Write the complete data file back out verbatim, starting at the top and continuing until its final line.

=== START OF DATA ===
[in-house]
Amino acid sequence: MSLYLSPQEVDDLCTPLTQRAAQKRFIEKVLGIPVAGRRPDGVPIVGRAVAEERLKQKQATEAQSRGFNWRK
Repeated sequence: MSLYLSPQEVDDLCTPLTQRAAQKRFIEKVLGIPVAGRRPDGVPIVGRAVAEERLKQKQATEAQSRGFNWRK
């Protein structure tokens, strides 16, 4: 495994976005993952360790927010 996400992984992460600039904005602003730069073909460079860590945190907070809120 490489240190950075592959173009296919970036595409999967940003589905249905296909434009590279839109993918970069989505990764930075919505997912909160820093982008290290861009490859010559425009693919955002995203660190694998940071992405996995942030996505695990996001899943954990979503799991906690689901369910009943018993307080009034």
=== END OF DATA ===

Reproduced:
[in-house]
Amino acid sequence: MSLYLSPQEVDDLCTPLTQRAAQKRFIEKVLGIPVAGRRPDGVPIVGRAVAEERLKQKQATEAQSRGFNWRK
Repeated sequence: MSLYLSPQEVDDLCTPLTQRAAQKRFIEKVLGIPVAGRRPDGVPIVGRAVAEERLKQKQATEAQSRGFNWRK
């Protein structure tokens, strides 16, 4: 495994976005993952360790927010 996400992984992460600039904005602003730069073909460079860590945190907070809120 490489240190950075592959173009296919970036595409999967940003589905249905296909434009590279839109993918970069989505990764930075919505997912909160820093982008290290861009490859010559425009693919955002995203660190694998940071992405996995942030996505695990996001899943954990979503799991906690689901369910009943018993307080009034």